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To succeed as a manager, Roy Keane must show that the perception is not the reality

The Man United legend reportedly turned down the chance to become Sunderland manager earlier this week.

Roy Keane (file pic).
Roy Keane (file pic).
Image: Alamy Stock Photo

THERE IS a scene in Richie Sadlier’s book ‘Recovering’ where the former Sunderland player tells the club’s then-manager Roy Keane he is retiring from professional football due to injury problems.

The passage provides a notable insight into what makes Keane tick.

“He praised me for the work I had put in to get that far and enquired what my options were. I mentioned the possibility of media work, and he advised me to speak my mind, always. There were enough spoofers out there, he reckoned.

“Don’t be another one who says nothing. If you do get work in that area,’ he said, ‘tell it like it is.’

“At that time, in that office, I felt I couldn’t have had a better man to talk to. I walked out of the room with more of an insight into why former teammates spoke so highly of his influence on them.

“If you’d asked me as I left how far I thought Keane was going to go in management, I’d have told you he could become one of the greats. At that moment I would have followed him anywhere, done anything for him, believed anything he told me. I couldn’t see how he could fail.”

During that era, plenty of people shared Sadlier’s enthusiasm. Sunderland were bottom of the Championship when Keane agreed to take over as manager and 18th in the Premier League around the midpoint of the season when he left two and a half years later.

Overall, it’s hard to argue against the notion that he did a good job, even if it ended badly, falling out with chairman Ellis Short, and getting booed by fans amid a 4-1 defeat in his last match against Bolton, while some players reportedly celebrated news of his exit.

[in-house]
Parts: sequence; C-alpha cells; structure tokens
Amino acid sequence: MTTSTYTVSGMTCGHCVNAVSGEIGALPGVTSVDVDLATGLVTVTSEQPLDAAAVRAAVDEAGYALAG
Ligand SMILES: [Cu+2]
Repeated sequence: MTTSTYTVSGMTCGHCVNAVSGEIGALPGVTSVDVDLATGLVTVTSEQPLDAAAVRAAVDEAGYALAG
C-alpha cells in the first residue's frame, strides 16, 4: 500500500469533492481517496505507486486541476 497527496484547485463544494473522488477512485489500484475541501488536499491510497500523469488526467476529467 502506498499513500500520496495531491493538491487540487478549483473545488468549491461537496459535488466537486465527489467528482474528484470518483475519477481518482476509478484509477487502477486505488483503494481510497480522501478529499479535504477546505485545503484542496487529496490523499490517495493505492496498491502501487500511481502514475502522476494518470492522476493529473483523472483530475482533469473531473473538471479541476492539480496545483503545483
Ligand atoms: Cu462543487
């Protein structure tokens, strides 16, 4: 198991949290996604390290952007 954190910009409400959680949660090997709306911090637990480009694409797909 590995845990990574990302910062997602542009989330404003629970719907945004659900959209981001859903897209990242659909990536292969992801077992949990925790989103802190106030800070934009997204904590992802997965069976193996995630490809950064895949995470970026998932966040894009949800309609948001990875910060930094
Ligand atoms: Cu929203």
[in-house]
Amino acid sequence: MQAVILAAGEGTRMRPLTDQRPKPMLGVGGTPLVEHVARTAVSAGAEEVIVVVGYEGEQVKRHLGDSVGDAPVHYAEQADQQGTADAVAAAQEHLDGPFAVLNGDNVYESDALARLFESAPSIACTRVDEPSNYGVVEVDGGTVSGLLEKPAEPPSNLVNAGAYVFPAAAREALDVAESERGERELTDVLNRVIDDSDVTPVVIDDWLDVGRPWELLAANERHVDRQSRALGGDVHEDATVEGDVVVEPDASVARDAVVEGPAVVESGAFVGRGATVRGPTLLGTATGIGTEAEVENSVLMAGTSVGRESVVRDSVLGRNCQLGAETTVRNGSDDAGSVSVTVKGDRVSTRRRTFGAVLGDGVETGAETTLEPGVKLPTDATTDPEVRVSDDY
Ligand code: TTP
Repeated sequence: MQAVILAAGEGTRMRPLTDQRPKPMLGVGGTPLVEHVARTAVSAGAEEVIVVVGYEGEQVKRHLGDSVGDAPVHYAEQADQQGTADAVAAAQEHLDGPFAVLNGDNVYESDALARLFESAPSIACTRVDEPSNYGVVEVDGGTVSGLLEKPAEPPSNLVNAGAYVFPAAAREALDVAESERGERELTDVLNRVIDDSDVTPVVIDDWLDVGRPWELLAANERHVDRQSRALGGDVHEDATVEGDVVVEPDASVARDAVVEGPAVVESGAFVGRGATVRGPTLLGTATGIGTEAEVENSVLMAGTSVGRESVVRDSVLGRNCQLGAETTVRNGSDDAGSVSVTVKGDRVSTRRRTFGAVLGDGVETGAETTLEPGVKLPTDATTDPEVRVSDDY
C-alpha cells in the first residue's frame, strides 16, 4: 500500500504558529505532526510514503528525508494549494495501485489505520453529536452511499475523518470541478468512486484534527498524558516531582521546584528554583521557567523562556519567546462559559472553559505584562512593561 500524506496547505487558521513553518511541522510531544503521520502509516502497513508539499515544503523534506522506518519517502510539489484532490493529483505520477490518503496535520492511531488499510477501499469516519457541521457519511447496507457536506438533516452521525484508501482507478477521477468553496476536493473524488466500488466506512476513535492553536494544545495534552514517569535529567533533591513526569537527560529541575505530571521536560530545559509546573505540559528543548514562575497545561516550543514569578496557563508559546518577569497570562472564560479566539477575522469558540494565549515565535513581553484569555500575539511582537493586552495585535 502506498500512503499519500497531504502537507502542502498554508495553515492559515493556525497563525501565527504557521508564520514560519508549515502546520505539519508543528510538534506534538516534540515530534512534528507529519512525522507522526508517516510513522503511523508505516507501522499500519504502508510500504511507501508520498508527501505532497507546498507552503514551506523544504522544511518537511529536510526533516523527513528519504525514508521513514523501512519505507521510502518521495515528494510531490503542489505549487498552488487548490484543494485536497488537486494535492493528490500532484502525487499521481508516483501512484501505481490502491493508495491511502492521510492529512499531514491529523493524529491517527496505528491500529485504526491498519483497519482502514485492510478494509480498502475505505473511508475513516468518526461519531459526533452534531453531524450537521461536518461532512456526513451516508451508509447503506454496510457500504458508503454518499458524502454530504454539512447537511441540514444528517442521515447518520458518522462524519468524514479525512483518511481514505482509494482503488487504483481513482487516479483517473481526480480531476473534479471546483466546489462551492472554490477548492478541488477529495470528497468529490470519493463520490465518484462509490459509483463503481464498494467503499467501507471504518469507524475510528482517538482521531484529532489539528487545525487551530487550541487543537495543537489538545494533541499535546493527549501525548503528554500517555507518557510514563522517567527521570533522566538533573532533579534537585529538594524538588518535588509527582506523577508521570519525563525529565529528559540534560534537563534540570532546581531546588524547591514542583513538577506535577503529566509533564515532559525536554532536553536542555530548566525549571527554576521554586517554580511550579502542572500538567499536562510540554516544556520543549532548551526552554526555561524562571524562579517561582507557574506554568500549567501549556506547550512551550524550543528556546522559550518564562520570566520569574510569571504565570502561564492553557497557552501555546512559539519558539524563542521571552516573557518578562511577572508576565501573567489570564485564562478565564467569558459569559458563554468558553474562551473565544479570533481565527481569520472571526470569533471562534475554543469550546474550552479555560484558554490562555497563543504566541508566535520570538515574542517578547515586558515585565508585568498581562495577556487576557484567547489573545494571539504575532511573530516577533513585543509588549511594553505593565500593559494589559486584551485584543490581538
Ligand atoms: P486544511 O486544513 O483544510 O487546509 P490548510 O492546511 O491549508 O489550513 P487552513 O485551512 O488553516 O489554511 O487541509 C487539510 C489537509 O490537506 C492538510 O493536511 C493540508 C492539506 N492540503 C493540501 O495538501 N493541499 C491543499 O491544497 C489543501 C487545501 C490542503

Yet football has changed immeasurably, even in the 13-plus years since Keane left Sunderland.

News in recent days that he was in contention once again for the Black Cats job prompted a sense of excitement among many fans and journalists, given both Keane’s status in the game and his reputation as an entertaining and extremely quotable character.

However, there was also some scepticism as to whether he could repeat the degree of success he enjoyed in his first Sunderland spell.

One aspect of the aforementioned Sadlier passage that stands out is the reference to punditry.

Keane could certainly not be accused of ignoring his own advice — for both Sky Sports and ITV, he has become a popular panellist, largely owing to a frequent refusal to mince his words.

While this characteristic has certainly enhanced his reputation in the sports broadcasting world, it has not necessarily boosted his managerial prospects.

A memorable interview with Gary Neville on ‘The Overlap‘ last August provided another interesting glimpse into his thought processes.

Keane admitted he wanted to get into management but added: “I’m pretty content with what I’m doing at the moment. I have my days where I’m going to be restless like everyone else.

“I have to be careful what I wish for. I’m saying do I want to get back into management, but realistically, where am I going to go back into? The Championship? Top of League One?”

Neville, in response, brought up Keane’s managerial record, comparing it favourably to the likes of Frank Lampard and Scott Parker, and then mentioned the term “perception”.

“That’s the most important word in football,” Keane replied. “But perception is reality”.

The perception of Keane among people in football, it would be fair to say, is far from uniformly positive.